Chair: Karin L. McGowan, pediatrics; Faculty: William Brennan, chemistry, Patricia D'Antonio, nursing; Robert Gaiser, anesthesia, Ellis Golub, biochem-dental; John Dixon Hunt, landscape arch; Karin L. McGowan, pediatrics;Philippe Met, Romance languages; Donald F. Morrison, statistics; PPSA: Pamela Emory; Students: Michelle McClaskey, Michelle Tucker, Tom Morton, Courtney Bennett; Ex officio: Paul Mosher, vice provost & dir libraries, Elizabeth Slusser Kelly, dir Biddle library; Guests: Patricia Renfro, Debra Bucher.

Appendix I

Issues Raised in the Graduate/Professional Student Forum on the Library, February 25, 1999


Improve conditions in third floor stacks at Van Pelt; shelves are overcrowded and generally in disarray. Consult with students and other stakeholders before transferring materials from crowded places to storage.

Consider merging the Lippincott and Van Pelt stacks; division is confusing and redundant.

Remedy the chronic vandalism of journals; seminal articles in the literature are often razored out of Library volumes.

Systemize, as much as possible, the acquisition of slides; close gaps in the collection.

Keep acquiring electronic journals--they're great.

Improve the rebinding of old volumes: the present process trims away stitched binding ends, rebinds signatures with glue; these often then fall out, thus shortening the life of the books.

Study Conditions/Facilities

Demand for Moser carrels exceeds supply; continue upgrading carrels in Van Pelt-Dietrich Library(VPDL). Wired carrels are very desirable.

Graduate students want more dedicated study space. Examples included:

  • group study facilities
  • seminars with core collections, reference materials
  • quiet areas sequestered from noise, socializers, food debris.

Have security patrols deal more proactively with noise makers, food problems; install signs that designate quiet areas.

Too many computer stations are occupied for e-mailing. Find some way to inhibit e-mail use at the Look Up Center, wherever else computers have primarily research application. Create a designated e-mail center.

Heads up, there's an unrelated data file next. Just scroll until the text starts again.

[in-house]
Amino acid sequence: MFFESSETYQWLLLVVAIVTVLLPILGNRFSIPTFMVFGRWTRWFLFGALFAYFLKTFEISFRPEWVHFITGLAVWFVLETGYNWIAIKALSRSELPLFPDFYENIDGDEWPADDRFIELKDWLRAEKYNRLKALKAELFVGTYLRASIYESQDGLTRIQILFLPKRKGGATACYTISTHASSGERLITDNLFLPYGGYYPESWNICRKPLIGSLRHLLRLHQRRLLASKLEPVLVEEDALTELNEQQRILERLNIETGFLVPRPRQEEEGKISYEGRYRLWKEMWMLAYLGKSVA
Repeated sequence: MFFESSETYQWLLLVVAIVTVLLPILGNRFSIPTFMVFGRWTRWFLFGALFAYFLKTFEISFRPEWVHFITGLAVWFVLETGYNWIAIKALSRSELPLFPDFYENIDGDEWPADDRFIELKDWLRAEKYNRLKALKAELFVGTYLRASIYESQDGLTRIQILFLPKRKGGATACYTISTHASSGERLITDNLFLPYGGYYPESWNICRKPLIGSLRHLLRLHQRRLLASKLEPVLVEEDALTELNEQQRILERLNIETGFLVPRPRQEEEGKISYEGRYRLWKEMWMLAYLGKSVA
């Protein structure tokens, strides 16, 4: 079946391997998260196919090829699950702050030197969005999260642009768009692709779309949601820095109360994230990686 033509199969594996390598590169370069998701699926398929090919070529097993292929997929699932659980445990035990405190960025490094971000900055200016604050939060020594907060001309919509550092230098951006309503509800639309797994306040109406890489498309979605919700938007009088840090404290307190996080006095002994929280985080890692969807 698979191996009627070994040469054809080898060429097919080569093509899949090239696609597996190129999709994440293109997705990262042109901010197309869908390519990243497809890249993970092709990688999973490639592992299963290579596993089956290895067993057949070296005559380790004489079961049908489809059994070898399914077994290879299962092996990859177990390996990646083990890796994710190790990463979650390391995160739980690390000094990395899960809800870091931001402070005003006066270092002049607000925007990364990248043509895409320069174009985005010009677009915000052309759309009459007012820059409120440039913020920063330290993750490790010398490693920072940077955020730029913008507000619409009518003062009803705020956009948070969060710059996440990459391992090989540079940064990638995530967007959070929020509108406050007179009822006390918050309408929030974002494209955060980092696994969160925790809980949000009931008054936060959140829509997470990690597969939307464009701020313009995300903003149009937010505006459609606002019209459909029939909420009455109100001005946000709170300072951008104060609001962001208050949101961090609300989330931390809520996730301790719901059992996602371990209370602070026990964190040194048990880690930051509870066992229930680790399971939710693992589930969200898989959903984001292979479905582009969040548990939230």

Allow students to reserve stations in VPDL's 5th floor lab.

Carpet the carrel area in Fine Arts or place felt on the chair legs to reduce irritating noise.

Deploy color copiers in Fine Arts and VPDL.

Place a dictionary and atlas in Current Periodicals, VPDL; install a clock within view of the periodicals reading area. Improve the sloppy newspaper storage system.


Provide circulation status in Franklin for items charged to carrels. If the system cannot identify specific carrels, then configure Franklin to provide a general indication that an item is charged to a carrel.

Provide e-mail, rather than snail-mail, overdue notices.

Consider standardizing graduate student loan periods and fine rates for all Libraries. Alternate: provide a standard carrel charge period.

Allow items to circulate to carrels regardless of item or carrel location.


Lengthen evening and weekend hours in Fine Arts; lengthen weekend access to Museum Library; need is primarily for access to collections. Consider opening VPDL 24 hours for research. Lengthen weekend/evening hours in Special Collections--many graduate students work and have difficulty accessing during existing hours.

Increase staffing in the Museum and Slide Libraries commensurate with collection growth and, particularly in slides, processing needs.

The staff are great, helpful, resourceful, knowledgeable: circulation, stacks, ILL, reference, special collections, bibliographers, staff throughout the libraries.


Raise general user awareness of library policies, service improvements, new resources, etc. Ideas offered include:

Create a "tip of the day" feature on the library web
Create an issues and answers forum on the Web to keep users appraised of library efforts to respond to their needs
Publish a series of informative bookmarks
Collaborate with GSAC in expanding communication with students.

Appendix II

Issues Raised in the Undergraduate Student

Forum on the Library, March 18, 1999

(Incorporates e-mail contributions of students unable to attend)


The removal of e-mail access from computer stations in the Class of 1964 Lookup Center (1st Floor, Van Pelt Dietrich Library [VPDL]) has heightened the need to provide more e-mail access points on campus, including the Library spaces. Students pressed for the Library to add more computers and printers, and to increase the range of software on Library computers to include FTP and teaching applications such as Maple.